Review: The Delinquents trade paperback (Valiant Entertainment)

Wednesday, February 11, 2015

[Review by Doug Glassman, who Tumblrs at '80s Marvel Rocks!]

While Valiant's main publishing drive in 2014 was the “Valiant First” marketing initiative, the secondary title could very well have been “Year of the Crossovers.” The major one was the epic length Armor Hunters, but 2014 also saw the return of Valiant's future timeline as envisioned in Rai and Eternal Warrior. There was also a brilliant crossover between the very disparate Archer and Armstrong and Bloodshot and H.A.R.D. Corps, which if nothing else proved that Josh Dysart and Christos Gage can match and even exceed Fred Van Lente's wicked sense of humor. But for me, the crown jewel of “Valiant First” was the announcement of The Delinquents, the long-awaited team-up of Quantum and Woody with Archer and Armstrong.

Because Quantum and Woody came out during the Acclaim era, they never really got a chance to share the page with their wacky Valiant brethren. The crossover also softened the blow of the end of both series. While Q&W took a rest to allow Christopher Priest and M.D. Bright's Q2: The Return of Quantum and Woody to come out, writer James Asmus is returning soon with Quantum and Woody Must Die! However, Archer and Armstrong had a rather rough ending with Fred Van Lente quite plainly wanting to go in a different direction. He and artist Clayton Henry have since moved on to Ivar, Timewalker, an equally good romp featuring the reality-spanning Doctor Who-ish brother of Armstrong.

Asmus and Van Lente teamed up to write The Delinquents and it's obvious from the page that they had a blast doing so. While each writer's duo has one strict and one slovenly character, all four are different and their interactions bear it out. Despite his drunkenness, Armstrong is a good person at his core; Woody still hasn't proven that he has the same integrity. The ever-aloof Archer is even more bewildered by the actions of Armstrong and Woody, and a few bad interactions between he and Quantum slow their friendship. Archer is unfortunately the weak point here, the same as in Archer and Armstrong's later issues. His status quo shifts too quickly, while simultaneously, he stays too static as a character. At the same time, since The Delinquents takes place before the endings of both titles, it captures the characters at some of their best points in their arcs.

The plot of the book draws from Asmus and Van Lente's own brand of political comedy; don't expect any subtlety, but it's funny all the same. It helps that their target is a deserving one: it's a paper-thin parody of Mosanto. Fronted by a spoof of Jeff “The Dude” Lebowski, the “Mondostano” company is trying to control all life on Earth by replacing it with their copyrighted genetically modified versions. This being a comic book, such creatures take the form of sentient bull-men and other monsters. As part of his plan, Mondostano needs the map to Big Rock Candy Mountain, the horn of plenty from hobo lore. A map exists but it's split into two parts; Mondostano hires Quantum and Woody to find the missing half, which has been in the custody of Armstrong since his time riding the rails during the Great Depression. If you've ever read John Hodgman's The Areas of My Expertise and remember its valuable information about the world of hobos, you'll appreciate even more of the story.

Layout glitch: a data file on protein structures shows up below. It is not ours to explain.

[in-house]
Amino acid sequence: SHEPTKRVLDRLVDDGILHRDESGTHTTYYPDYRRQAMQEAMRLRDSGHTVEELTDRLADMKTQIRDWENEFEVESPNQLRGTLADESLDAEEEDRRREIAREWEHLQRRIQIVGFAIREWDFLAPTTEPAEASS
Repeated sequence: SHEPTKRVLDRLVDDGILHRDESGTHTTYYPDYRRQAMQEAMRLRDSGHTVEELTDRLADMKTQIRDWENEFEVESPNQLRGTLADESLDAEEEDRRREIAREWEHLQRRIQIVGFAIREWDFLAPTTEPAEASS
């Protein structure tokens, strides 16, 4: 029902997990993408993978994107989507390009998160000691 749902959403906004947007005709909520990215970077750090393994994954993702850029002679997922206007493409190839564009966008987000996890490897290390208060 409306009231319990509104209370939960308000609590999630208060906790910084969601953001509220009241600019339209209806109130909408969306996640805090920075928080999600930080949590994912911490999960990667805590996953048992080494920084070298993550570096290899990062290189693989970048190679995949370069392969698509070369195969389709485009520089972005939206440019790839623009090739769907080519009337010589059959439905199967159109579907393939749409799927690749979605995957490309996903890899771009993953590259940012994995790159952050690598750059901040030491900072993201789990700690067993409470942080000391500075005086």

Instead of tying up the already busy Clayton Henry or Tom Fowler for the artwork, Valiant brought in Kano, who has previously worked on Mark Waid's Daredevil [and Action Comics, and HERO. -- ed]. He maintains the smoothness of Henry but keeps up Fowler's manic energy. His panel layouts are complex enough to force me to read the issues in single-page view on Comixology, a level of complexity shared with Jamie McKelvie and Alex Milne. Juan Doe's fantastic game board covers for all four issues add an extra level of fun to The Delinquents. The game is fully functional, complete with game pieces; it's worth hitting a $1 back issue bin or local comics shop sale to grab the individual issues and cut out the covers and parts to play the game yourself.

The twin successes of Archer and Armstrong and Quantum and Woody proved that there still can be quality humorous superhero comics. Too often, authors play into the over-the-top nature of a character and take them too far in a sophomoric direction, which is why I wasn't a fan of Daniel Way's Deadpool or the current iteration of Harley Quinn. We need more books like Duggan and Posehn's Deadpool, Transformers: More Than Meets the Eye, and Kelly Sue DeConnick's Bitch Planet that can make readers laugh as well as think. Valiant's comedy titles were amongst the best of this genre, and while their legacies continue, The Delinquents functions as a wonderful send-off for both.
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1 comment:

  1. It's such a shame that this series didn't do particularly well in sales (actually this might be a carry-over from Q&W, which is usually one of Valiant's lower-selling ongoing series), because this book was fantastic.

    I'm especially looking forward to Quantum and Woody Must Die, because Steve Lieber is on art duties. Superior Foes of Spider-Man meets Q&W? Yes, please!